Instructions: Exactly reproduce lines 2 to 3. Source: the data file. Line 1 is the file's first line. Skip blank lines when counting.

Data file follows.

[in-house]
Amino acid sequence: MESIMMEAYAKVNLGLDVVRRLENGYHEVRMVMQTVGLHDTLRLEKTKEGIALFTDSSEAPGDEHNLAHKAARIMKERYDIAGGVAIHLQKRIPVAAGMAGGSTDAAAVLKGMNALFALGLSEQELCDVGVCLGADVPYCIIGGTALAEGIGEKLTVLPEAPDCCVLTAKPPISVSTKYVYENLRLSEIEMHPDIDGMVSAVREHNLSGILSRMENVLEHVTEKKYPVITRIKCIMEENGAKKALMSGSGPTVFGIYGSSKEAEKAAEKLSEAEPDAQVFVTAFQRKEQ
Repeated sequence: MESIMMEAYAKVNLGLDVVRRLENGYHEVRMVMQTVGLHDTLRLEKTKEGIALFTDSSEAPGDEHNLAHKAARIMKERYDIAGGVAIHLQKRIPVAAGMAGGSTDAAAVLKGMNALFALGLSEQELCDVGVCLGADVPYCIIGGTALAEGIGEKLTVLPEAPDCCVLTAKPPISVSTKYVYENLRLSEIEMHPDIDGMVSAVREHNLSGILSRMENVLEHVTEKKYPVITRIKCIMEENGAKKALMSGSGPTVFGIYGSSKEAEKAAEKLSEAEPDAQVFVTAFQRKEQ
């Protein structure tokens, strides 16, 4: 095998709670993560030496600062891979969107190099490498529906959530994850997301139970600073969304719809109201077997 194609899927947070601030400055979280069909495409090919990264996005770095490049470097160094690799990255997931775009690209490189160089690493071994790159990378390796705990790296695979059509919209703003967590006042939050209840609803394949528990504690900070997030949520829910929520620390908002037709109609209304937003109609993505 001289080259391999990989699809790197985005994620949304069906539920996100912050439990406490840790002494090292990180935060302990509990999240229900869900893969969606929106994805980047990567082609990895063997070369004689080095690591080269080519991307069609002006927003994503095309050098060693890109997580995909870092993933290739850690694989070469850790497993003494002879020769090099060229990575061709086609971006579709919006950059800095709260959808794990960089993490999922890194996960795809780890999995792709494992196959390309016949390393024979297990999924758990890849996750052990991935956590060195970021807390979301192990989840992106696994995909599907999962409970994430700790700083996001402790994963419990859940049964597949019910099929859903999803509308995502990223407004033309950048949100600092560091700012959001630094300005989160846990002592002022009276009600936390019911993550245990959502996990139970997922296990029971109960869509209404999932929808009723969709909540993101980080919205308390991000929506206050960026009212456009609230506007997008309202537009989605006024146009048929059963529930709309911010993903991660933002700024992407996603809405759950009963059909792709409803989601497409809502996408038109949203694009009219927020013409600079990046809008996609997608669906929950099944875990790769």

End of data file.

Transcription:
Amino acid sequence: MESIMMEAYAKVNLGLDVVRRLENGYHEVRMVMQTVGLHDTLRLEKTKEGIALFTDSSEAPGDEHNLAHKAARIMKERYDIAGGVAIHLQKRIPVAAGMAGGSTDAAAVLKGMNALFALGLSEQELCDVGVCLGADVPYCIIGGTALAEGIGEKLTVLPEAPDCCVLTAKPPISVSTKYVYENLRLSEIEMHPDIDGMVSAVREHNLSGILSRMENVLEHVTEKKYPVITRIKCIMEENGAKKALMSGSGPTVFGIYGSSKEAEKAAEKLSEAEPDAQVFVTAFQRKEQ
Repeated sequence: MESIMMEAYAKVNLGLDVVRRLENGYHEVRMVMQTVGLHDTLRLEKTKEGIALFTDSSEAPGDEHNLAHKAARIMKERYDIAGGVAIHLQKRIPVAAGMAGGSTDAAAVLKGMNALFALGLSEQELCDVGVCLGADVPYCIIGGTALAEGIGEKLTVLPEAPDCCVLTAKPPISVSTKYVYENLRLSEIEMHPDIDGMVSAVREHNLSGILSRMENVLEHVTEKKYPVITRIKCIMEENGAKKALMSGSGPTVFGIYGSSKEAEKAAEKLSEAEPDAQVFVTAFQRKEQ